Pakaraki, Jan1nad, Sylvain.quoilin, Niceguyedc, Cirt, Rockfang, Jespernoes, Eeekster, SchreiberBike, ShadowInfernoBlitz, Speakforthose,
Erodium, DumZiBoT, XLinkBot, BodhisattvaBot, Stickee, Vegas949, Addbot, Mortense, Phlow1979, SpBot, Howard Hall Farm, Jarble, Luckas-bot, Yobot, GGByte, Shore3, Mattia Luigi Nappi, Thameshead, AnomieBOT, Jzoch2, Rubinbot, Materialscientist, LilHelpa,
Enercon Engineering Inc., Chpfocus, Rcandamoonpie, Ita140188, TolarisTango, Propagator, Mnmngb, Energee5, FrescoBot, Redrose64,
Pinethicket, Dgdeckard, Folifo, Jetam2, Enerjiturk, Biomanuk, Elekhh, Intern8, , Reaper Eternal, Akkamaan, CanadianPenguin, TGCP, Tandorf, Pahazzard, OilAndGasExpert, Gdnumber1, Oakmedia, Sfreyer, Alcea setosa, Essicajay, Druzhnik, Bava Alcide57,
Yerocus, Djdiablo79, Munay09, Rocketrod1960, ClueBot NG, CHPfactchecker, Catlemur, Delusion23, Zyads, ScottSteiner, Dougmcdonell, BG19bot, Northamerica1000, Bogdan 007, Skobayas, BattyBot, Justincheng12345-bot, Cyberbot II, Joeknight1, Timelezz, Dexbot,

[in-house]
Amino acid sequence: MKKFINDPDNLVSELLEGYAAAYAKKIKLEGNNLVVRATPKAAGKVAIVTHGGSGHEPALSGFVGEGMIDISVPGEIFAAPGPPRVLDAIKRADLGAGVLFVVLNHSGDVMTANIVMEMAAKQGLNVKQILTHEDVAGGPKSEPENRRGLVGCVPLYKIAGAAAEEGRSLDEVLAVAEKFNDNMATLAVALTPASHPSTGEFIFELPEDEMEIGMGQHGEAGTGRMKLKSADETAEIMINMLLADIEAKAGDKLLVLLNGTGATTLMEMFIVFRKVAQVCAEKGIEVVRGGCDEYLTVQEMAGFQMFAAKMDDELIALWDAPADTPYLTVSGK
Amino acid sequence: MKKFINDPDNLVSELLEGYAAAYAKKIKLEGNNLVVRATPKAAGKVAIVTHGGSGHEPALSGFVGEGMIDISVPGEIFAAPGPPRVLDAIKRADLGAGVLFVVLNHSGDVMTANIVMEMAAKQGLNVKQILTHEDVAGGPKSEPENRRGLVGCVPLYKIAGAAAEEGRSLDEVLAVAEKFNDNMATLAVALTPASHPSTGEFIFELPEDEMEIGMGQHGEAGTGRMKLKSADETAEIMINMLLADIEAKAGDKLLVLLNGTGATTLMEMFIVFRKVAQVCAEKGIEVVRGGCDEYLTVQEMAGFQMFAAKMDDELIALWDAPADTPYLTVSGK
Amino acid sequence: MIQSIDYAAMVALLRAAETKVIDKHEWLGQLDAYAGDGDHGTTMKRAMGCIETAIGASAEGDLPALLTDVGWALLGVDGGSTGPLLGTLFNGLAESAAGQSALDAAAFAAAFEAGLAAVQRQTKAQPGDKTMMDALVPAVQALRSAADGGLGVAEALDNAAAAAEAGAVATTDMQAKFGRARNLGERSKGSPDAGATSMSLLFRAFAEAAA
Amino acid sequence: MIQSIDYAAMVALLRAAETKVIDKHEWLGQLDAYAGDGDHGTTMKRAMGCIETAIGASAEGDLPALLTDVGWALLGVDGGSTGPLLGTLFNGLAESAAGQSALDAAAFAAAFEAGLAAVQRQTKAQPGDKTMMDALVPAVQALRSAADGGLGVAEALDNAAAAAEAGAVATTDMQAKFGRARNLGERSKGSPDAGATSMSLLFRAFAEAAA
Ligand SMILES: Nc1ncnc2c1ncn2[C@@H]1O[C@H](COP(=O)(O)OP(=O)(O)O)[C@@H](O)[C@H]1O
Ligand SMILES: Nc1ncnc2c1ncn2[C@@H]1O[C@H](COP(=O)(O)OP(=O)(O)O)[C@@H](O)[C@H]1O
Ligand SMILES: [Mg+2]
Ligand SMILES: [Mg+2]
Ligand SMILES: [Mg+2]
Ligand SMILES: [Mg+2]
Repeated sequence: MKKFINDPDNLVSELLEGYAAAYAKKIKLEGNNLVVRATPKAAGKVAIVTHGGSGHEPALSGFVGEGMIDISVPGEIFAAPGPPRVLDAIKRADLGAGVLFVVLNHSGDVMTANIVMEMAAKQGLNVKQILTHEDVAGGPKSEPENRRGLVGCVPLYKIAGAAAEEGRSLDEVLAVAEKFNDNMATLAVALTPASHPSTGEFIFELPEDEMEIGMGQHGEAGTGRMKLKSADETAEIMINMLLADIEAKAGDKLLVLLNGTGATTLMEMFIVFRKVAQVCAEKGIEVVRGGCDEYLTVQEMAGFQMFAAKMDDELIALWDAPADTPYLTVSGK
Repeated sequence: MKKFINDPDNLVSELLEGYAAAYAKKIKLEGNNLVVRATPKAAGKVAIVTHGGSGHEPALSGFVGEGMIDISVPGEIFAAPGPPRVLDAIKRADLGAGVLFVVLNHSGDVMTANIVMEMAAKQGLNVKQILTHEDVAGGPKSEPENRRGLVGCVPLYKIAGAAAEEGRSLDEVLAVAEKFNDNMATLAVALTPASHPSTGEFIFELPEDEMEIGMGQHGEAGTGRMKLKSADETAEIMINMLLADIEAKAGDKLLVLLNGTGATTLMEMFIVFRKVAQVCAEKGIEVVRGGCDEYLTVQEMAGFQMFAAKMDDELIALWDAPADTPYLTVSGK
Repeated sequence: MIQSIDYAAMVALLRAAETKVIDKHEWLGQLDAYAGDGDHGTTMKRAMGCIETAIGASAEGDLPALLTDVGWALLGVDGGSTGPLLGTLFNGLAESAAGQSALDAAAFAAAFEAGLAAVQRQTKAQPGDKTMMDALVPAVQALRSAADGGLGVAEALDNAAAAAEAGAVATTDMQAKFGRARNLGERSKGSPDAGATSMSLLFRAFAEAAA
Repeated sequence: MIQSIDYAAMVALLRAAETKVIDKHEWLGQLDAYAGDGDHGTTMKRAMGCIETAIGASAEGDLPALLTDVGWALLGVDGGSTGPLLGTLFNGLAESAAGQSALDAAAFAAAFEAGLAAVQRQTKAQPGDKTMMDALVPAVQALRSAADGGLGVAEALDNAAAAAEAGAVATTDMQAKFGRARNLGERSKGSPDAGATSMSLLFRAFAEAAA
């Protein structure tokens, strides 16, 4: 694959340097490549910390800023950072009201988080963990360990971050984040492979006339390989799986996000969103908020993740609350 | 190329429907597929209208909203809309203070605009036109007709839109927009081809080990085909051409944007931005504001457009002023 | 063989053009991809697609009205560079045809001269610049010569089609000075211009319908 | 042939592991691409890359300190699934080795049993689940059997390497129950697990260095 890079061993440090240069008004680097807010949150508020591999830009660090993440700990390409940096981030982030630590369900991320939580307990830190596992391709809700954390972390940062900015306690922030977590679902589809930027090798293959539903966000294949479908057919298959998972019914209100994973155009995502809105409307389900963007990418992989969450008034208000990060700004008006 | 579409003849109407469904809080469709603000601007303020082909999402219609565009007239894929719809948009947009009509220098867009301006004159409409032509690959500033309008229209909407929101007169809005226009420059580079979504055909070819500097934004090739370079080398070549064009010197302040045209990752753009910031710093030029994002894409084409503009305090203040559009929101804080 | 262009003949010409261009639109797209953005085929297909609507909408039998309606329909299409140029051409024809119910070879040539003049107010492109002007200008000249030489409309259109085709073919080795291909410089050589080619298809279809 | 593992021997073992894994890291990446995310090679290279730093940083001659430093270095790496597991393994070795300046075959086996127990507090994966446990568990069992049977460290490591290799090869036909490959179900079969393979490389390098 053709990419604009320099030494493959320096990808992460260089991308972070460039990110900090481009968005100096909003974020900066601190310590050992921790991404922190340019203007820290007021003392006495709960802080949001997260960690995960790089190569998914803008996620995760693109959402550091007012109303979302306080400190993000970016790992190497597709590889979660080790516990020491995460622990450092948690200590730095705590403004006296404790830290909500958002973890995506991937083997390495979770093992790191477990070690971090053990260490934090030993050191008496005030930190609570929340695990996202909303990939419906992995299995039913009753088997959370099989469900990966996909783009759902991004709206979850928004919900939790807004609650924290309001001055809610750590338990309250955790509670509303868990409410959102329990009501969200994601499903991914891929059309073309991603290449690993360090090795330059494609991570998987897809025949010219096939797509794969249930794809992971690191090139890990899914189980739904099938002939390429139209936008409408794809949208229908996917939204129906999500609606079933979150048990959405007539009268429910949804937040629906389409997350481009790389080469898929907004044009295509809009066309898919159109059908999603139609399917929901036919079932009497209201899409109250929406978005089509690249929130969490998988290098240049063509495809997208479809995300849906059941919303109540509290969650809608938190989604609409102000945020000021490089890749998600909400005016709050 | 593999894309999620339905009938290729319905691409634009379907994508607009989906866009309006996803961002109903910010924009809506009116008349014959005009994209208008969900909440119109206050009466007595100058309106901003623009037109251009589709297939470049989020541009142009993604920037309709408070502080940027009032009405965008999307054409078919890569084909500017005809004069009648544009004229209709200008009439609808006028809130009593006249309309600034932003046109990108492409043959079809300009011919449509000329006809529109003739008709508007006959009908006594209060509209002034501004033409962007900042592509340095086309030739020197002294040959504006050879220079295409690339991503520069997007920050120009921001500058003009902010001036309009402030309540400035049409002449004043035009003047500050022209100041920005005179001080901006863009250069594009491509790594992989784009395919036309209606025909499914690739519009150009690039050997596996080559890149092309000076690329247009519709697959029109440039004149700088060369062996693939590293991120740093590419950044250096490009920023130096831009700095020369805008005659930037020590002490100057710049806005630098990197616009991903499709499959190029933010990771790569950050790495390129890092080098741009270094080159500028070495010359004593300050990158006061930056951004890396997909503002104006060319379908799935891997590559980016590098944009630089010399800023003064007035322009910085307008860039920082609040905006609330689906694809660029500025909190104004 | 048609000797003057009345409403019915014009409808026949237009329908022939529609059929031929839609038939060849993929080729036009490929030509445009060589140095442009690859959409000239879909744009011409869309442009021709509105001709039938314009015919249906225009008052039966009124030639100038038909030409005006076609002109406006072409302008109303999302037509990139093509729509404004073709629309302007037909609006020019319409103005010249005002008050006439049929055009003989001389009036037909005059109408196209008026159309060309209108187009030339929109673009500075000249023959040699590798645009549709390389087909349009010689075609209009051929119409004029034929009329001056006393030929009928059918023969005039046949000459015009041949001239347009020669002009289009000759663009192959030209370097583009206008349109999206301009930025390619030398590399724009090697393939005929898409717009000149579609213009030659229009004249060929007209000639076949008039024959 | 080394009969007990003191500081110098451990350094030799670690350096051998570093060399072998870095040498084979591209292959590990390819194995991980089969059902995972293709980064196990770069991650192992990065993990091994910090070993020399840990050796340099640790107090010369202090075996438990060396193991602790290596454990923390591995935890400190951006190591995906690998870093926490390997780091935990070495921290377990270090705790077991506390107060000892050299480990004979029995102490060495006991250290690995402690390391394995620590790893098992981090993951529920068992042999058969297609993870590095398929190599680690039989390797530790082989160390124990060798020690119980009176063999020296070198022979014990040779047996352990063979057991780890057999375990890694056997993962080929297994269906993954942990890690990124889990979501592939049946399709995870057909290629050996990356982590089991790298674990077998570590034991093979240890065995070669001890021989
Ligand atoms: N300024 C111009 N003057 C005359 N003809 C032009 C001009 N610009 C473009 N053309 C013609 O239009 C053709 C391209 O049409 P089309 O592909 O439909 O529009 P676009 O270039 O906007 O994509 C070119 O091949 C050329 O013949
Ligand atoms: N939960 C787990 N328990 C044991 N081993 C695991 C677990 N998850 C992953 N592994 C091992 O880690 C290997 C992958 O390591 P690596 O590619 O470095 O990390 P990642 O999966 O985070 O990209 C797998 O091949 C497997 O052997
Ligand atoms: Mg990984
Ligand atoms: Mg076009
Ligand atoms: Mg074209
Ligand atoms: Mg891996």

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JC713, KH-1, Lynher1, Progressingamerica, Alo sanchez, Aegisenergy, My Chemistry romantic, Orielno, Guill8, Toasty22, Jeanb1000
and Anonymous: 184

12.2

Images

File:Aegopodium_podagraria1_ies.jpg Source: https://upload.wikimedia.org/wikipedia/commons/b/bf/Aegopodium_podagraria1_ies.


jpg License: CC-BY-SA-3.0 Contributors: Own work Original artist: Frank Vincentz
File:Crystal_energy.svg Source: https://upload.wikimedia.org/wikipedia/commons/1/14/Crystal_energy.svg License: LGPL Contributors: Own work conversion of Image:Crystal_128_energy.png Original artist: Dhateld
File:Masned_power_station.jpg Source: https://upload.wikimedia.org/wikipedia/commons/6/6e/Masned%C3%B8_power_station.